#AlwaysLocal Watch Out For Greenwashing!

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Watch Out For Greenwashing! 

Help us end greenwashing now! Greenwashing is a marketing spin used often in restaurants, cafes, coffee shops, and in many other companies where their public relations department deceptively persuade their customers that they are environmentally friendly, or are using hyper-local products on their menu or in their company.

As a consumer, we urge you to stay informed, and ask questions! If a restaurant is claiming to use hyper-local vendors and produce, ask them where they are sourcing it from. If what you’re eating doesn’t taste amazing and fresh, oftentimes it isn’t and it’s been falsely sold to you.

We have had this happen here at Brick Street more than once and we’re putting the crackdown!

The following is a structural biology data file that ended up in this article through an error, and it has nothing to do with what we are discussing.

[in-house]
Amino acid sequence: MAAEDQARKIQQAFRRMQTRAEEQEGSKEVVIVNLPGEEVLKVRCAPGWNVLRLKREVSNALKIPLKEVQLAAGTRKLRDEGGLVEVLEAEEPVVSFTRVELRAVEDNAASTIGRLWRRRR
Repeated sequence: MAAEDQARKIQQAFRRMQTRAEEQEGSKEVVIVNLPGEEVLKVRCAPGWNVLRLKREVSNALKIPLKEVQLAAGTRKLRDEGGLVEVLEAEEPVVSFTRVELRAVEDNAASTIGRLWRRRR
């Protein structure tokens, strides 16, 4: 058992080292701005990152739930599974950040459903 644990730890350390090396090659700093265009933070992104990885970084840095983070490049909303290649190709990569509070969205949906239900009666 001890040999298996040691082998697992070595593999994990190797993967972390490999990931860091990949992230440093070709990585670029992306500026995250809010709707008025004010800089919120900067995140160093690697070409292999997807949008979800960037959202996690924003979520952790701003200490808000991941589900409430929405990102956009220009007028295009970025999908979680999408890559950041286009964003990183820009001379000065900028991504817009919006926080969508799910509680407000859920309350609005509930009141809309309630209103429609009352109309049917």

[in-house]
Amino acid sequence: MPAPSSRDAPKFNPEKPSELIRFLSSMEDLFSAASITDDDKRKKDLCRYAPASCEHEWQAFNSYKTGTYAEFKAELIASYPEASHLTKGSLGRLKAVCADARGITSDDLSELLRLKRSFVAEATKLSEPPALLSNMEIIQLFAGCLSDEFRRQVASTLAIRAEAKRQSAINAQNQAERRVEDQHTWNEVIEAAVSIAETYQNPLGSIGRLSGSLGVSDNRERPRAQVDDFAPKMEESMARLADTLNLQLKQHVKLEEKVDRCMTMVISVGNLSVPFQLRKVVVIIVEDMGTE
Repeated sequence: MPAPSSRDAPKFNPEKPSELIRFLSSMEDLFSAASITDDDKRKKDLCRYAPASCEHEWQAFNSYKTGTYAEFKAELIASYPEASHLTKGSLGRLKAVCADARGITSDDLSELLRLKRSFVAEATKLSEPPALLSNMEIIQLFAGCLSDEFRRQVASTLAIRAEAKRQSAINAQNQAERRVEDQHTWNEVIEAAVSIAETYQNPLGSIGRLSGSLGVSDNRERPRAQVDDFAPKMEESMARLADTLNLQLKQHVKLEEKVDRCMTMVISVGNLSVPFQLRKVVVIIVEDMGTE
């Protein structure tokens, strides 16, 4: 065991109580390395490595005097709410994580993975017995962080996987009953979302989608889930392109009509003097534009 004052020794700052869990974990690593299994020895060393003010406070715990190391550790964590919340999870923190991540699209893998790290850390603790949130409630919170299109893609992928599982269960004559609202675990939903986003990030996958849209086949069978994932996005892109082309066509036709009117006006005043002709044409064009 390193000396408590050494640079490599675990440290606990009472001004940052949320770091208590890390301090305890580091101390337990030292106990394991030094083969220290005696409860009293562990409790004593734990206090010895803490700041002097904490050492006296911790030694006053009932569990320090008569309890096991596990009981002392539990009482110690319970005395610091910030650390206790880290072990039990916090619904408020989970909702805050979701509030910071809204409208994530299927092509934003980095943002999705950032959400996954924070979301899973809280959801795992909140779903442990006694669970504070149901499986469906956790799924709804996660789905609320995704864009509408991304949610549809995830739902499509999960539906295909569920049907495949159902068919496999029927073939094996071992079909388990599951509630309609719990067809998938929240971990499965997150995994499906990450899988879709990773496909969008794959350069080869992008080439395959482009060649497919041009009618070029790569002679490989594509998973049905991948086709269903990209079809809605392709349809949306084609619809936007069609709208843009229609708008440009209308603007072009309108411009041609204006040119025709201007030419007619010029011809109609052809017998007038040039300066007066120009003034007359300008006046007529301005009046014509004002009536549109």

A few years back the Tampa Bay Time’s former food critic wrote a Pultizer Prize nominated article about this. Read it below!

Eat Safe Lettuce! Another CDC Outbreak.

By News, Uncategorized


Lettuce Recall!

Attention! This just in from the CDC! OUTBREAK UPDATE: There have been 303 more sick people reported in the Cyclospora outbreak linked to recalled bagged salad mixes. Recalled brands include Fresh Express, ALDI Little Salad Bar, Giant Eagle, Hy-Vee, Jewel-Osco Signature Farms, ShopRite Wholesome Pantry, and Walmart Marketside. Look for a “Z” at the beginning of the product code then number “178” or lower. Do not eat them and throw any remaining salad away. See the full list of products on the FDA website.

Why do romaine and other mass-produced lettuces get recalled so much, you ask? When you farm on this scale there are many factors including a lack of bathroom facilities for farmworkers, poorly processed pig and cow manure used in the soil, and mice and rodent infestations within the machinery, warehouses, and trucks used to process and transport the produce.